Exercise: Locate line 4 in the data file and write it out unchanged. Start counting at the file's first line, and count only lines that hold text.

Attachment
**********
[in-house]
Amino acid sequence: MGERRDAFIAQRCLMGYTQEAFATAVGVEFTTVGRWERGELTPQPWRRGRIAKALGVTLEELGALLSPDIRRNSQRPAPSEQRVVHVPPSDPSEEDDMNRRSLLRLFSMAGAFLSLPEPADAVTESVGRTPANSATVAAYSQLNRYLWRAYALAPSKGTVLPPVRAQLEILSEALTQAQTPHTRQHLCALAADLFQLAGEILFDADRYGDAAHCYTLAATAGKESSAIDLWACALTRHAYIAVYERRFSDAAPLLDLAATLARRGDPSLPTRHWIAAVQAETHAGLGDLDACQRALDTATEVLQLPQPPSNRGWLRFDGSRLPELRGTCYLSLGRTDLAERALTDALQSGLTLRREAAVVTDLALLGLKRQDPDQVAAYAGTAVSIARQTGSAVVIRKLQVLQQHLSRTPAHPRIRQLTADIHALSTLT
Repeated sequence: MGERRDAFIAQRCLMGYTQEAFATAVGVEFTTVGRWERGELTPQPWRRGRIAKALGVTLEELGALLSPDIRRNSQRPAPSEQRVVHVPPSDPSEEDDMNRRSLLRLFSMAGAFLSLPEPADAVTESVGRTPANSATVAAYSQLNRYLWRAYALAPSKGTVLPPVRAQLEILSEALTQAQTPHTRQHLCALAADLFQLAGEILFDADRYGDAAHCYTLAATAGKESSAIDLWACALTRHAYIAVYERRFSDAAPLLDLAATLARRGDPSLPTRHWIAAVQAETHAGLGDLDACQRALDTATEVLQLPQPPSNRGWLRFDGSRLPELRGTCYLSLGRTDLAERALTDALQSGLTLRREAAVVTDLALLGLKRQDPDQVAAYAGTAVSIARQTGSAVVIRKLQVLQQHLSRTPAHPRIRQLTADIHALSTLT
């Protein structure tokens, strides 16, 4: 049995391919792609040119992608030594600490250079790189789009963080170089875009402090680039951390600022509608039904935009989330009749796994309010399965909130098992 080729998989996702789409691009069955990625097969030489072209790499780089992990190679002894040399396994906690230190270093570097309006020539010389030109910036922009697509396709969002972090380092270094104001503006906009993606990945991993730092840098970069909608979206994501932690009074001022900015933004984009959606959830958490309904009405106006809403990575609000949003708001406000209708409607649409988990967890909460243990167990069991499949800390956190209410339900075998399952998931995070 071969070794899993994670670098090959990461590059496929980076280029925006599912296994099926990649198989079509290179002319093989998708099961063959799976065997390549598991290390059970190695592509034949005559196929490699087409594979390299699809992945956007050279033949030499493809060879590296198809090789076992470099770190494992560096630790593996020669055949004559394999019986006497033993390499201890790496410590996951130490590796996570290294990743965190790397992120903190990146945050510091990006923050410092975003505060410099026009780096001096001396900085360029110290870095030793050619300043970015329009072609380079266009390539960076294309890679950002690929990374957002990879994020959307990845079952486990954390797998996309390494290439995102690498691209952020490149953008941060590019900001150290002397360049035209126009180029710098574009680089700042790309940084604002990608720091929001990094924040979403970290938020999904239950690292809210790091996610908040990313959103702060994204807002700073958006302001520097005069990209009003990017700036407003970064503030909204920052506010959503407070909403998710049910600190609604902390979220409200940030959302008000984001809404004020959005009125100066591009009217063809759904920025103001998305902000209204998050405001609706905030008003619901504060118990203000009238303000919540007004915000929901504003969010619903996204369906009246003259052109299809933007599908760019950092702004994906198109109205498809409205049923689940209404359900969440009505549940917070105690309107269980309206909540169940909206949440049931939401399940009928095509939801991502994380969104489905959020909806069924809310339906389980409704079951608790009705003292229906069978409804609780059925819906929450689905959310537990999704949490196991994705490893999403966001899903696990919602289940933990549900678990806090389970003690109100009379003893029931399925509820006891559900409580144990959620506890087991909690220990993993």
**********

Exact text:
């Protein structure tokens, strides 16, 4: 049995391919792609040119992608030594600490250079790189789009963080170089875009402090680039951390600022509608039904935009989330009749796994309010399965909130098992 080729998989996702789409691009069955990625097969030489072209790499780089992990190679002894040399396994906690230190270093570097309006020539010389030109910036922009697509396709969002972090380092270094104001503006906009993606990945991993730092840098970069909608979206994501932690009074001022900015933004984009959606959830958490309904009405106006809403990575609000949003708001406000209708409607649409988990967890909460243990167990069991499949800390956190209410339900075998399952998931995070 071969070794899993994670670098090959990461590059496929980076280029925006599912296994099926990649198989079509290179002319093989998708099961063959799976065997390549598991290390059970190695592509034949005559196929490699087409594979390299699809992945956007050279033949030499493809060879590296198809090789076992470099770190494992560096630790593996020669055949004559394999019986006497033993390499201890790496410590996951130490590796996570290294990743965190790397992120903190990146945050510091990006923050410092975003505060410099026009780096001096001396900085360029110290870095030793050619300043970015329009072609380079266009390539960076294309890679950002690929990374957002990879994020959307990845079952486990954390797998996309390494290439995102690498691209952020490149953008941060590019900001150290002397360049035209126009180029710098574009680089700042790309940084604002990608720091929001990094924040979403970290938020999904239950690292809210790091996610908040990313959103702060994204807002700073958006302001520097005069990209009003990017700036407003970064503030909204920052506010959503407070909403998710049910600190609604902390979220409200940030959302008000984001809404004020959005009125100066591009009217063809759904920025103001998305902000209204998050405001609706905030008003619901504060118990203000009238303000919540007004915000929901504003969010619903996204369906009246003259052109299809933007599908760019950092702004994906198109109205498809409205049923689940209404359900969440009505549940917070105690309107269980309206909540169940909206949440049931939401399940009928095509939801991502994380969104489905959020909806069924809310339906389980409704079951608790009705003292229906069978409804609780059925819906929450689905959310537990999704949490196991994705490893999403966001899903696990919602289940933990549900678990806090389970003690109100009379003893029931399925509820006891559900409580144990959620506890087991909690220990993993």